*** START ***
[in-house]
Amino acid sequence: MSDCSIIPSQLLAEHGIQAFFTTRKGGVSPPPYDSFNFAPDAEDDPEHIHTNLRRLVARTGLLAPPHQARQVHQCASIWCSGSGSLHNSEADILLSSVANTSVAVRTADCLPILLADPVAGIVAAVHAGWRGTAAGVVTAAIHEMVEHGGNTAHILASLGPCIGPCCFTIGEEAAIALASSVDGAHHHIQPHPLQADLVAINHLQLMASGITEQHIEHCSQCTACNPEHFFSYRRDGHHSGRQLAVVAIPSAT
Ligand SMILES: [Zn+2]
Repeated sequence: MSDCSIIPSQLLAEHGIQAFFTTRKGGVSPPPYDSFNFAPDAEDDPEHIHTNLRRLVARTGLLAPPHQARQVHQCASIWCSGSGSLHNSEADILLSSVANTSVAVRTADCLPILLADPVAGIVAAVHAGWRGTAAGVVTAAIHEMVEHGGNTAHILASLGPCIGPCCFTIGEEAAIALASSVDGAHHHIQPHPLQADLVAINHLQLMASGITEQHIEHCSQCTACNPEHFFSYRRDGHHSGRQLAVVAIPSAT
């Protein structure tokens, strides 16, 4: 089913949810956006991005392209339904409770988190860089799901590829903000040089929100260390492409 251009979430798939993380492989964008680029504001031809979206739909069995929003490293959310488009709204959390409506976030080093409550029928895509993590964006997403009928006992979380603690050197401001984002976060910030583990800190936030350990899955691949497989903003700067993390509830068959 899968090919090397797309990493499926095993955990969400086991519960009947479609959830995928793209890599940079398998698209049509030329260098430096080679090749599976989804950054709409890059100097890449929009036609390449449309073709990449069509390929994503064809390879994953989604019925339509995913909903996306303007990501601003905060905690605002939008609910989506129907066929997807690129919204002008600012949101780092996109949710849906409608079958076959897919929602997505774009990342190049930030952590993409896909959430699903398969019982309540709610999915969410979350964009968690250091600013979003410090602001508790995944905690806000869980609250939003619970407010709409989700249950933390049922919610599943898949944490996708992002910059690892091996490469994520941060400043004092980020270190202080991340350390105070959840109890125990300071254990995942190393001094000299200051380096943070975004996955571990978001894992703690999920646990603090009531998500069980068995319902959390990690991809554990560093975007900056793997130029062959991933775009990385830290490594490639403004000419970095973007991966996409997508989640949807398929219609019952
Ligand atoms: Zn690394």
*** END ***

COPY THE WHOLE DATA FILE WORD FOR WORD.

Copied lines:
[in-house]
Amino acid sequence: MSDCSIIPSQLLAEHGIQAFFTTRKGGVSPPPYDSFNFAPDAEDDPEHIHTNLRRLVARTGLLAPPHQARQVHQCASIWCSGSGSLHNSEADILLSSVANTSVAVRTADCLPILLADPVAGIVAAVHAGWRGTAAGVVTAAIHEMVEHGGNTAHILASLGPCIGPCCFTIGEEAAIALASSVDGAHHHIQPHPLQADLVAINHLQLMASGITEQHIEHCSQCTACNPEHFFSYRRDGHHSGRQLAVVAIPSAT
Ligand SMILES: [Zn+2]
Repeated sequence: MSDCSIIPSQLLAEHGIQAFFTTRKGGVSPPPYDSFNFAPDAEDDPEHIHTNLRRLVARTGLLAPPHQARQVHQCASIWCSGSGSLHNSEADILLSSVANTSVAVRTADCLPILLADPVAGIVAAVHAGWRGTAAGVVTAAIHEMVEHGGNTAHILASLGPCIGPCCFTIGEEAAIALASSVDGAHHHIQPHPLQADLVAINHLQLMASGITEQHIEHCSQCTACNPEHFFSYRRDGHHSGRQLAVVAIPSAT
């Protein structure tokens, strides 16, 4: 089913949810956006991005392209339904409770988190860089799901590829903000040089929100260390492409 251009979430798939993380492989964008680029504001031809979206739909069995929003490293959310488009709204959390409506976030080093409550029928895509993590964006997403009928006992979380603690050197401001984002976060910030583990800190936030350990899955691949497989903003700067993390509830068959 899968090919090397797309990493499926095993955990969400086991519960009947479609959830995928793209890599940079398998698209049509030329260098430096080679090749599976989804950054709409890059100097890449929009036609390449449309073709990449069509390929994503064809390879994953989604019925339509995913909903996306303007990501601003905060905690605002939008609910989506129907066929997807690129919204002008600012949101780092996109949710849906409608079958076959897919929602997505774009990342190049930030952590993409896909959430699903398969019982309540709610999915969410979350964009968690250091600013979003410090602001508790995944905690806000869980609250939003619970407010709409989700249950933390049922919610599943898949944490996708992002910059690892091996490469994520941060400043004092980020270190202080991340350390105070959840109890125990300071254990995942190393001094000299200051380096943070975004996955571990978001894992703690999920646990603090009531998500069980068995319902959390990690991809554990560093975007900056793997130029062959991933775009990385830290490594490639403004000419970095973007991966996409997508989640949807398929219609019952
Ligand atoms: Zn690394």